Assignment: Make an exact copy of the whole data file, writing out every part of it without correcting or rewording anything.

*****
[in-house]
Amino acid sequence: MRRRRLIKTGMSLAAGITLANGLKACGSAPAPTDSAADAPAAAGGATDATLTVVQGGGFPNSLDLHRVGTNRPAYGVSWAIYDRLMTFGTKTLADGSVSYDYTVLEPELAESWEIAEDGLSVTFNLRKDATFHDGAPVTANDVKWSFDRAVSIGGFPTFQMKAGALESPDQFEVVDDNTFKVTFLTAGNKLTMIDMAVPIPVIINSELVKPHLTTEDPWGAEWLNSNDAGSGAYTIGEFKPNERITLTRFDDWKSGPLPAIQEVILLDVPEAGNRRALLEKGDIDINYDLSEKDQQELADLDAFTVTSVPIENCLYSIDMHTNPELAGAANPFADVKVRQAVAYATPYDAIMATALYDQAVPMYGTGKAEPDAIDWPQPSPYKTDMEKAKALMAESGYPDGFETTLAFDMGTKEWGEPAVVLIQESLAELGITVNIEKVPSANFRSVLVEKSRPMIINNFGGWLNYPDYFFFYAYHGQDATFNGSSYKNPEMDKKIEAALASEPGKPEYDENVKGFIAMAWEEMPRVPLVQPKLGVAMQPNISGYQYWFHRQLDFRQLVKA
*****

[in-house]
Amino acid sequence: MRRRRLIKTGMSLAAGITLANGLKACGSAPAPTDSAADAPAAAGGATDATLTVVQGGGFPNSLDLHRVGTNRPAYGVSWAIYDRLMTFGTKTLADGSVSYDYTVLEPELAESWEIAEDGLSVTFNLRKDATFHDGAPVTANDVKWSFDRAVSIGGFPTFQMKAGALESPDQFEVVDDNTFKVTFLTAGNKLTMIDMAVPIPVIINSELVKPHLTTEDPWGAEWLNSNDAGSGAYTIGEFKPNERITLTRFDDWKSGPLPAIQEVILLDVPEAGNRRALLEKGDIDINYDLSEKDQQELADLDAFTVTSVPIENCLYSIDMHTNPELAGAANPFADVKVRQAVAYATPYDAIMATALYDQAVPMYGTGKAEPDAIDWPQPSPYKTDMEKAKALMAESGYPDGFETTLAFDMGTKEWGEPAVVLIQESLAELGITVNIEKVPSANFRSVLVEKSRPMIINNFGGWLNYPDYFFFYAYHGQDATFNGSSYKNPEMDKKIEAALASEPGKPEYDENVKGFIAMAWEEMPRVPLVQPKLGVAMQPNISGYQYWFHRQLDFRQLVKA